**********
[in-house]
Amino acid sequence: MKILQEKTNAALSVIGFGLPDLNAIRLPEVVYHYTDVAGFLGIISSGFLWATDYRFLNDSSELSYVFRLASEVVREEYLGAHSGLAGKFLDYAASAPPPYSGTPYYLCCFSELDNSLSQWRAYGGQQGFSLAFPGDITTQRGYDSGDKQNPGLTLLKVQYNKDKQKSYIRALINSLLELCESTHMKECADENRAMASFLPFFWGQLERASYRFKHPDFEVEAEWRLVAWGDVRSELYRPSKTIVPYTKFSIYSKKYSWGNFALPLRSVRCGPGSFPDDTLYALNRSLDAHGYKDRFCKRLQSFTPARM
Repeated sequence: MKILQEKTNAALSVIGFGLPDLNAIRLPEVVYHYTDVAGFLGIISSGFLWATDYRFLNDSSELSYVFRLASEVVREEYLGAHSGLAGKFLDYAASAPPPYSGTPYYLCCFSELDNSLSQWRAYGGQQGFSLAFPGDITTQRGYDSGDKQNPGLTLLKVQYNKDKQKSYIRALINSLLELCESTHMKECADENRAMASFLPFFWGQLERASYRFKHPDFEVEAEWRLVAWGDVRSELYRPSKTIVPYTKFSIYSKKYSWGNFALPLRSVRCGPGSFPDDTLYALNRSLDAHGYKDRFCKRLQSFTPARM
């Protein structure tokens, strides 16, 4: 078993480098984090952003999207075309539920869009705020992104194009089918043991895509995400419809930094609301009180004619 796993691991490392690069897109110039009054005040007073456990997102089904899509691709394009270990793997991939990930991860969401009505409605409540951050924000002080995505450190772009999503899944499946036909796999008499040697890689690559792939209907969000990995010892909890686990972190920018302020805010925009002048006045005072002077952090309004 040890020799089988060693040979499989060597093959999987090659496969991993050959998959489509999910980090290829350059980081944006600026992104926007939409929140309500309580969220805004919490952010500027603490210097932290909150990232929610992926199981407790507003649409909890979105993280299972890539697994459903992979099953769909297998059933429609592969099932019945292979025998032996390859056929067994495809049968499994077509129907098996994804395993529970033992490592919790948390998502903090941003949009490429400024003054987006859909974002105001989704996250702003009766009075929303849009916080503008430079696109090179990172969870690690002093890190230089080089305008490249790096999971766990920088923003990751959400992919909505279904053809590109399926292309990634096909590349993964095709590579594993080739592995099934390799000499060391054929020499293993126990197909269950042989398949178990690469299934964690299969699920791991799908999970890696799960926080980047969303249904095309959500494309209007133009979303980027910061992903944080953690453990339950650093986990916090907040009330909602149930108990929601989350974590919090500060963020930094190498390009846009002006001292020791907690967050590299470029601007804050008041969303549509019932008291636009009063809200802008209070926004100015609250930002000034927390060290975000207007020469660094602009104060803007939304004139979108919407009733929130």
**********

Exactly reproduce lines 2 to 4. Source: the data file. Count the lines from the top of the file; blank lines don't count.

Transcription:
Amino acid sequence: MKILQEKTNAALSVIGFGLPDLNAIRLPEVVYHYTDVAGFLGIISSGFLWATDYRFLNDSSELSYVFRLASEVVREEYLGAHSGLAGKFLDYAASAPPPYSGTPYYLCCFSELDNSLSQWRAYGGQQGFSLAFPGDITTQRGYDSGDKQNPGLTLLKVQYNKDKQKSYIRALINSLLELCESTHMKECADENRAMASFLPFFWGQLERASYRFKHPDFEVEAEWRLVAWGDVRSELYRPSKTIVPYTKFSIYSKKYSWGNFALPLRSVRCGPGSFPDDTLYALNRSLDAHGYKDRFCKRLQSFTPARM
Repeated sequence: MKILQEKTNAALSVIGFGLPDLNAIRLPEVVYHYTDVAGFLGIISSGFLWATDYRFLNDSSELSYVFRLASEVVREEYLGAHSGLAGKFLDYAASAPPPYSGTPYYLCCFSELDNSLSQWRAYGGQQGFSLAFPGDITTQRGYDSGDKQNPGLTLLKVQYNKDKQKSYIRALINSLLELCESTHMKECADENRAMASFLPFFWGQLERASYRFKHPDFEVEAEWRLVAWGDVRSELYRPSKTIVPYTKFSIYSKKYSWGNFALPLRSVRCGPGSFPDDTLYALNRSLDAHGYKDRFCKRLQSFTPARM
């Protein structure tokens, strides 16, 4: 078993480098984090952003999207075309539920869009705020992104194009089918043991895509995400419809930094609301009180004619 796993691991490392690069897109110039009054005040007073456990997102089904899509691709394009270990793997991939990930991860969401009505409605409540951050924000002080995505450190772009999503899944499946036909796999008499040697890689690559792939209907969000990995010892909890686990972190920018302020805010925009002048006045005072002077952090309004 040890020799089988060693040979499989060597093959999987090659496969991993050959998959489509999910980090290829350059980081944006600026992104926007939409929140309500309580969220805004919490952010500027603490210097932290909150990232929610992926199981407790507003649409909890979105993280299972890539697994459903992979099953769909297998059933429609592969099932019945292979025998032996390859056929067994495809049968499994077509129907098996994804395993529970033992490592919790948390998502903090941003949009490429400024003054987006859909974002105001989704996250702003009766009075929303849009916080503008430079696109090179990172969870690690002093890190230089080089305008490249790096999971766990920088923003990751959400992919909505279904053809590109399926292309990634096909590349993964095709590579594993080739592995099934390799000499060391054929020499293993126990197909269950042989398949178990690469299934964690299969699920791991799908999970890696799960926080980047969303249904095309959500494309209007133009979303980027910061992903944080953690453990339950650093986990916090907040009330909602149930108990929601989350974590919090500060963020930094190498390009846009002006001292020791907690967050590299470029601007804050008041969303549509019932008291636009009063809200802008209070926004100015609250930002000034927390060290975000207007020469660094602009104060803007939304004139979108919407009733929130």